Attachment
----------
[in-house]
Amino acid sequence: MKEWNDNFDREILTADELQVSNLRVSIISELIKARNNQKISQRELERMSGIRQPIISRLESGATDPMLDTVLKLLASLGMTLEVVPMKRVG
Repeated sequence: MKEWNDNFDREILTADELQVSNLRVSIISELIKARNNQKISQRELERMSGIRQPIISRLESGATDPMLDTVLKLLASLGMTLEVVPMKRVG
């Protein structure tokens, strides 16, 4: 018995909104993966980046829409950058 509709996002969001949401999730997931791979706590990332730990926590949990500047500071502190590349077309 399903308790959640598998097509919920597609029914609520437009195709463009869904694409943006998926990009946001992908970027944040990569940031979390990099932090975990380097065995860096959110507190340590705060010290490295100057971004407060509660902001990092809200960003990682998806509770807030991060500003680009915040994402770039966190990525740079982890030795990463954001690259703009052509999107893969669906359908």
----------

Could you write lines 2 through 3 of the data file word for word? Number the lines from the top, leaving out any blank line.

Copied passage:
Amino acid sequence: MKEWNDNFDREILTADELQVSNLRVSIISELIKARNNQKISQRELERMSGIRQPIISRLESGATDPMLDTVLKLLASLGMTLEVVPMKRVG
Repeated sequence: MKEWNDNFDREILTADELQVSNLRVSIISELIKARNNQKISQRELERMSGIRQPIISRLESGATDPMLDTVLKLLASLGMTLEVVPMKRVG